The Benefits of Danger Play
Far from engendering feelings of empowerment and self-esteem, the ban on danger play has driven many kids to act out healthy competitive impulses in unhealthy ways.
A dozen hunters, some armed with rifles, others with bows, stalked the deer through the forest. At first they whispered to one another, eyes steely and steps quiet, but then they spotted the deer, hiding behind a tree. One hunter shouted, “There she is, get her!” And the deer bolted, dust and gravel shooting out from behind her flying feet. She crawled over the playground pommel horse, but was downed by a hail of bullets and arrows from the hunters charging just yards behind her, and she fell into the dirt, writhing in the throes of death.
This little scenario was popular during recess when I was in 2nd grade. I got to be the deer just once, but was often times included with the hunters, because everyone, every time wanted to be the deer. We all knew the best excitement, the most thrilling danger went with playing the prey. Yes, I was a tomboy, but that’s not really the point. Danger play involving imaginary predators and prey, hunters and Bambi, soldiers and enemies, cowboys and Indians, dinosaurs and cavemen, or any number of other adversarial pairings, was exhilarating. Yes it was competitive and stressful and a little scary, but it was fun!
The War on Danger Play began a few of decades ago, roughly in the mid-1980s, at about the time “self-esteem” became the foremost goal of education, indeed, of all interactions between adults and little kids. The kind of danger play I engaged in has been banned outright by most school districts, and it’s not unusual for kids–little boys in particular–to be punished for wielding imaginary guns made of paper, fingers, or a breakfast pastry. Far from engendering feelings of empowerment and self-esteem, the ban on danger play has driven many kids to act out healthy competitive impulses in unhealthy ways.
Danger play is valuable because it exposes developing youngsters to heightened stresses without posing the same degree of physical risk as real danger situations. Wild animal biologist, Liz Bonnin, surmises that even animals, when paired in unlikely circumstances–such as polar bears and sled dogs–use danger play as a form of practice to build the skills required for real-life hunting and survival. This is certainly applicable to human children. Danger play is not just beneficial, it’s necessary for human emotional and physical development. Experiencing “fight or flight” impulses in a relatively safe situation habituates minds and bodies to those intense feelings, which fosters self-control and resilience. Physical control follows emotional regulation, and both require some exposure to the heightened sensations and emotions that come with danger play.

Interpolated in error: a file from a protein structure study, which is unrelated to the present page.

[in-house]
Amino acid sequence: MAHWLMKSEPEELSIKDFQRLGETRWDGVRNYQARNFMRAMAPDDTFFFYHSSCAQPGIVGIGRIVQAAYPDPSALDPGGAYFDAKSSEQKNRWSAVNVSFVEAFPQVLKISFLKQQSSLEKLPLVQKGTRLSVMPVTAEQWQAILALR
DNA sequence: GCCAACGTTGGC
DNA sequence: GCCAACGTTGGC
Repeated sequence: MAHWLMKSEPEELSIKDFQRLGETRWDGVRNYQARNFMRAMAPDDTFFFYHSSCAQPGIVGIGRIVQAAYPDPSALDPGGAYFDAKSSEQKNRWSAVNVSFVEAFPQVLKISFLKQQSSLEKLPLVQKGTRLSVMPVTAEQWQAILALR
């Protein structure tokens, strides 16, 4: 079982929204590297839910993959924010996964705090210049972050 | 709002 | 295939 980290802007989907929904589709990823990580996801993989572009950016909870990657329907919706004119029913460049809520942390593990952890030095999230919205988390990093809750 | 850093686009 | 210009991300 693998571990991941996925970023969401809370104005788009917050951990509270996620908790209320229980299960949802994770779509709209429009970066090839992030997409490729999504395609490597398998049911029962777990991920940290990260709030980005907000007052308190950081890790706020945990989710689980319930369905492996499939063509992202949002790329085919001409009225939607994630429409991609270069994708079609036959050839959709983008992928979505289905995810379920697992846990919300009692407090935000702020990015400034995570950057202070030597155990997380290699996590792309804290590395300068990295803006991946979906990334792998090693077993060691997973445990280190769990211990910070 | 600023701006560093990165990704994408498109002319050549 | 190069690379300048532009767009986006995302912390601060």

It’s shown that where children–especially little boys, who are naturally more physically aggressive–are prohibited from or punished for danger play, aggressive impulses are more likely to be expressed in anger and frustration both in and outside of the classroom. One reason this occurs is because the urge to play dangerously is intrinsic to normal male development, and when boys are shamed for these impulses, they feel that they, themselves, are being rejected.
Protecting and providing for children is good, but there is a movement afoot which promotes “protecting” children from all images and situations which might present stress, fear, or danger–whether real or pretend. Beyond the social phenomenon of “hothouse kids,” who spend most of their play time indoors, missing out on the exploratory experiences once common in childhood, the war on danger play impedes the acquisition of important social and emotional skills that come from navigating natural hazards found in the world. More than fleet-footedness, my deer needed experience to know how to avoid the hunters.
Kids don’t need bans on rough or scary play; they don’t need big government punishing parents for giving them a little autonomy as they grow up; they don’t need to be protected from pretend guns or mock violence. What kids, and Americans in general, need is a reminder that living is a skill, and navigating life and its myriad dangers takes practice–preferably beginning at a very young age.
by Marjorie Haun 12/28/2014